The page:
Sector warns of significant losses unless situation is resolved swiftly

Chilean growers and exporters are calling for an immediate end to a truckers’ strike which is jeopardising the country’s fruit exports as the new season gets underway.

Chilean truckers strike

Access to the Port of Valparaíso has been blocked

Fruit exporter federation Fedefruta said around 25,000 tonnes of cherries, equivalent to the cargo of two Cherry Express ships due to leave for China, are under threat as the walkout enters its fourth day.

Asoex warned that the strike had created a “critical situation” for shipments of fruit from the Port of Valparaíso, access to which has been blocked by the striking truckers.

The HMM Blessing, a Cherry Express service due to depart from the port on Wednesday night, will have been prevented from carrying its planned load of cherries due to fruit being unable to access the port.

Asoex president, Iván Marambio, said: “Once again our fruits are paying the costs of a problem that we have not caused, but that is having negative effects on our sector.

“This is serious, because it damages the external image of Chile and prevents us from complying with delivery dates to the detriment of our buyers and consumers in foreign markets who are waiting for our fruit.”

Jorge Valenzuela, president of Fedefruta, said: “Just this Tuesday we inaugurated the 2022/23 season at the Port of Valparaíso, and we expect a very good campaign for early fruit such as cherries and blueberries. But first we must resolve the logistical knots, and this situation only makes the problem that much more serious.”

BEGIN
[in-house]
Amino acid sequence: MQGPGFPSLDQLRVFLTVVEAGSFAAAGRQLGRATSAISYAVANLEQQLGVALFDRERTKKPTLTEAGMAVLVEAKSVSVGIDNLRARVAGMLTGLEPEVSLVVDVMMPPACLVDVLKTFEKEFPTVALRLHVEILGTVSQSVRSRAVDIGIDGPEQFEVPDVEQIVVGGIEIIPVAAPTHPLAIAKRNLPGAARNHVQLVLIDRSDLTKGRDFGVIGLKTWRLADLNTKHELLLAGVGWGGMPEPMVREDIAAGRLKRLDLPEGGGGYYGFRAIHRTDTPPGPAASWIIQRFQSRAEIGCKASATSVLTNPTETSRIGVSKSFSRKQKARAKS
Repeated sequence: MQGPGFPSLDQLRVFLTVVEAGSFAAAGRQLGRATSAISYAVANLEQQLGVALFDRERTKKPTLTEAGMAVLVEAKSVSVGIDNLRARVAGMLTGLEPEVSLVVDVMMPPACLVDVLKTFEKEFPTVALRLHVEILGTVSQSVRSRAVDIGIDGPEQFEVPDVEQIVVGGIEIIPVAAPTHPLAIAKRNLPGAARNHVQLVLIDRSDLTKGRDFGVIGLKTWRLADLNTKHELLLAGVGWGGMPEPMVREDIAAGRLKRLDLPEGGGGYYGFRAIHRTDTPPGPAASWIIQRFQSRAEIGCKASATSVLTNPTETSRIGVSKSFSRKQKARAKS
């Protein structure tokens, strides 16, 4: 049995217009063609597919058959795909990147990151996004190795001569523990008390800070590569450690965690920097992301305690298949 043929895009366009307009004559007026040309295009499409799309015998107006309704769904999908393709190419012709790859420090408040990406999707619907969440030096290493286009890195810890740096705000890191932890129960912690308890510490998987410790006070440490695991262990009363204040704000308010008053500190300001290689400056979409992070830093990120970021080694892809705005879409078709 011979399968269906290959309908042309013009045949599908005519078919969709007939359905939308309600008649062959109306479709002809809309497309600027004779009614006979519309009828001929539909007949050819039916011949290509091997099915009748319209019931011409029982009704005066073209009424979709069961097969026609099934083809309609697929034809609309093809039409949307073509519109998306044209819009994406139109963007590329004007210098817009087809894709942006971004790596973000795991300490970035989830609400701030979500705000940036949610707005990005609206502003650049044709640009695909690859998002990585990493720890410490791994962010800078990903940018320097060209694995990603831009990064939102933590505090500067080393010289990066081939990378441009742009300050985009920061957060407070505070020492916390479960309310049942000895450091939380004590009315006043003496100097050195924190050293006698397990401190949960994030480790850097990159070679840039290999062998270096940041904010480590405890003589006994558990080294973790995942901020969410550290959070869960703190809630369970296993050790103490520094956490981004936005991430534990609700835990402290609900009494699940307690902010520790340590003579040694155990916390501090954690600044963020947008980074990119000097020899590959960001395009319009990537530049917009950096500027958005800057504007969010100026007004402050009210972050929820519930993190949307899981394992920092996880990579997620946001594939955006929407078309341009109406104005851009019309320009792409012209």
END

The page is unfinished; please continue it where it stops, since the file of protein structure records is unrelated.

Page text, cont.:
Valenzuela said the movement of containers from the emblematic cherry-growing areas of the Metropolitan and O’Higgins regions, such as Paine, Rengo and San Fernando, was at a standstill, putting severe pressure on producers.

“As the government and the unions have said, the requests of the truckers are totally excessive and that delegitimises their own positions. Some of their demands, such as their call for greater security, cannot be mixed with actions that collapse the country.”

Marambio warned that if the problem is not solved as soon as possible, the impact on the sector will be significant.

“[On Tuesday] we officially inaugurated the 2022/23 export season, and we did so with an optimistic outlook, after the difficult previous year. However, what is happening today leaves us very concerned, and for this reason,” he said.

“We call on the Government and the leaders of the carriers to work on an agreement that allows the normal operation of Chile’s roads and ports to resume as soon as possible. The fruit cannot wait.”